Peer-education intervention to reduce injection risk behaviors benefits high-risk young injection drug users: a latent transition analysis of the CIDUS 3/DUIT study.

Mackesy-Amiti ME, Finnegan L, Ouellet LJ, Golub ET, Hagan H, Hudson SM, Latka MH, Garfein RS - AIDS Behav (2013)

Four latent classes of injection risk behavior
© Copyright Policy - OpenAccess
Related In: Results  -  Collection

Show All Figures
getmorefigures.php?uid=PMC3672505&req=5

Fig2: Four latent classes of injection risk behavior
Mentions: Figure 2 shows the unique patterns of injection risk behaviors for each class in the four class model: (1) overall low risk (33 %), (2) equipment sharing (22 %), (3) moderate risk characterized by low-frequency sharing of syringes (19 %), and (4) overall high risk (27 %). For each class, the x-axis includes the seven risk behaviors, and the y-axis represents the probabilities of high (solid lines) and low frequency (dashed lines) responses for each risk behavior. The five-class model (not shown) split the equipment sharing class into two classes, one that shared equipment often, and one that shared infrequently.Fig. 2

Bottom Line: Applying categorical latent variable analysis (mixture modeling) to baseline injection risk behavior data, we identified four distinct classes of injection-related HIV/HCV risk: low risk, non-syringe equipment-sharing, moderate-risk syringe-sharing, and high-risk syringe-sharing.Adjusting for gender, age, and race/ethnicity, a significant intervention effect was found only for the high-risk class.Young IDU who exhibited high-risk behavior at baseline were 90% more likely to be in the low-risk class at follow-up after the PEI intervention, compared to the control group.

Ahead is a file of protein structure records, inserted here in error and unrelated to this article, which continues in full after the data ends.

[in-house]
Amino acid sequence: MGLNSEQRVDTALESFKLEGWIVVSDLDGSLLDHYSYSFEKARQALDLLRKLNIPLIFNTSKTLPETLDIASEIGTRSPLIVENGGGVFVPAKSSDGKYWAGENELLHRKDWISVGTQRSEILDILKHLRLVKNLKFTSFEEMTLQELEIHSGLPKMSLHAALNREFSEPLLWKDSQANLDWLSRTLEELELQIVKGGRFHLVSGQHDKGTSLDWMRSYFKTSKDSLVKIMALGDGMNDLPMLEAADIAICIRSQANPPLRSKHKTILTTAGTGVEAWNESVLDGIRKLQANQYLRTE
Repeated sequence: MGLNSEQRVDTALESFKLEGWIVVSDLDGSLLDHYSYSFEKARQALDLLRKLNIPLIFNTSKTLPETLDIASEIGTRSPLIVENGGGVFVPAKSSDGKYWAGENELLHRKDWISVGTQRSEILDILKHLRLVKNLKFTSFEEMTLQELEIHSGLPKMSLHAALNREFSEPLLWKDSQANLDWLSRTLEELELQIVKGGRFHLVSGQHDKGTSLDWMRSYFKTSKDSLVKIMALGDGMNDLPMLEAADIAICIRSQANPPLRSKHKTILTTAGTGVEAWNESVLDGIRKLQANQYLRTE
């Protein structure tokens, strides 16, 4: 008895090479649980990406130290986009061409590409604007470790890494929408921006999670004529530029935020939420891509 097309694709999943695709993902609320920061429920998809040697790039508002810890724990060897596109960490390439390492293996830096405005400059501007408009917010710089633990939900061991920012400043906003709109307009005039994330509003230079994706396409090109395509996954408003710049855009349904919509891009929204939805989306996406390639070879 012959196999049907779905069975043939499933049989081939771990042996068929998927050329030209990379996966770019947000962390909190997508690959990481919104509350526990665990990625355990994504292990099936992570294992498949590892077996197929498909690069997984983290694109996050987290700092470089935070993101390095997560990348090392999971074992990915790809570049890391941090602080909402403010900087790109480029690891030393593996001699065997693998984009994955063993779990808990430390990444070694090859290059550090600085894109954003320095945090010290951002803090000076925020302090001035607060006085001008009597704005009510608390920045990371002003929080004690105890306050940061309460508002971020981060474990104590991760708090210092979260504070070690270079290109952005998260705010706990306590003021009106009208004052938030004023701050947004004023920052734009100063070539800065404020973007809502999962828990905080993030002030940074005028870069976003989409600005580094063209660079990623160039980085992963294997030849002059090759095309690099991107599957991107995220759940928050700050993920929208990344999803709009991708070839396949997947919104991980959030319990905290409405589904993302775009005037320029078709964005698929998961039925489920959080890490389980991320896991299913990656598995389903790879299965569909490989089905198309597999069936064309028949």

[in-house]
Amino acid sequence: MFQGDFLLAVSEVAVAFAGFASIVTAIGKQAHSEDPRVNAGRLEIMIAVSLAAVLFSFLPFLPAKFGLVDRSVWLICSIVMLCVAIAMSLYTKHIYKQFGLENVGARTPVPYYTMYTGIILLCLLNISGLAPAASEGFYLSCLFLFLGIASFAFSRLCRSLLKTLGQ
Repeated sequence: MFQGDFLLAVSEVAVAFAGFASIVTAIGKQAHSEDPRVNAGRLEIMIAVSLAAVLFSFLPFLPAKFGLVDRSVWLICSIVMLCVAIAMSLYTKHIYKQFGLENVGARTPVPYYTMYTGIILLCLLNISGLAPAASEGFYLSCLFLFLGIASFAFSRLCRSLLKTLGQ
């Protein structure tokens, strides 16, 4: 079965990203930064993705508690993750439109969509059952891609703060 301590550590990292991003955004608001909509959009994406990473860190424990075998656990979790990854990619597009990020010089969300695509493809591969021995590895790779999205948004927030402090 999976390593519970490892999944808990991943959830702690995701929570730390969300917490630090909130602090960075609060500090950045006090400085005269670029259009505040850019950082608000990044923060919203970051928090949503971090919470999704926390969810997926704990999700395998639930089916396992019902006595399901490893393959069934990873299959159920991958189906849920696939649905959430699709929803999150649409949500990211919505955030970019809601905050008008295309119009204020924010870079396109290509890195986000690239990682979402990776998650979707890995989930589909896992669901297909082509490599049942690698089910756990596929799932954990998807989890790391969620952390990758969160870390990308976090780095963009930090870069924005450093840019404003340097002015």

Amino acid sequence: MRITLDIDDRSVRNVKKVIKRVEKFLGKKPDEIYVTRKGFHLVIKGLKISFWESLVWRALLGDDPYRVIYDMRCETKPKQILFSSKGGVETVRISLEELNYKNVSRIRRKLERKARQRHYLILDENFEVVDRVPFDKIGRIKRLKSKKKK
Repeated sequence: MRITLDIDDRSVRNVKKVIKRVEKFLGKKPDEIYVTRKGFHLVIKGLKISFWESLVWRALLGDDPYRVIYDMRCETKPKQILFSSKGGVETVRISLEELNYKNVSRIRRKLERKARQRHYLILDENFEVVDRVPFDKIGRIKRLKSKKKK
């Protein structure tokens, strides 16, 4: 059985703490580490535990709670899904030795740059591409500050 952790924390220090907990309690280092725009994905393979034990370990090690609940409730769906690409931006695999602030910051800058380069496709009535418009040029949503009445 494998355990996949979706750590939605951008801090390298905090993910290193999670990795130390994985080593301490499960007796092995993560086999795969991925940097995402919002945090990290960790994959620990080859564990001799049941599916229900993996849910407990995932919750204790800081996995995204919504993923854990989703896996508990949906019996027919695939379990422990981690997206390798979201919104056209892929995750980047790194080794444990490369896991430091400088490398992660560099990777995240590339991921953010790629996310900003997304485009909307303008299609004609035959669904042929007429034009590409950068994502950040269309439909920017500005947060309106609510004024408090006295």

View Article: PubMed Central - PubMed

Affiliation: Division of Epidemiology and Biostatistics, School of Public Health, University of Illinois at Chicago, Chicago, IL, USA. mmamiti@uic.edu

ABSTRACT
We analyzed data from a large randomized HIV/HCV prevention intervention trial with young injection drug users (IDUs) conducted in five U.S. cities. The trial compared a peer education intervention (PEI) with a time-matched, attention control group. Applying categorical latent variable analysis (mixture modeling) to baseline injection risk behavior data, we identified four distinct classes of injection-related HIV/HCV risk: low risk, non-syringe equipment-sharing, moderate-risk syringe-sharing, and high-risk syringe-sharing. The trial participation rate did not vary across classes. We conducted a latent transition analysis using trial baseline and 6-month follow-up data, to test the effect of the intervention on transitions to the low-risk class at follow-up. Adjusting for gender, age, and race/ethnicity, a significant intervention effect was found only for the high-risk class. Young IDU who exhibited high-risk behavior at baseline were 90% more likely to be in the low-risk class at follow-up after the PEI intervention, compared to the control group.

Show MeSH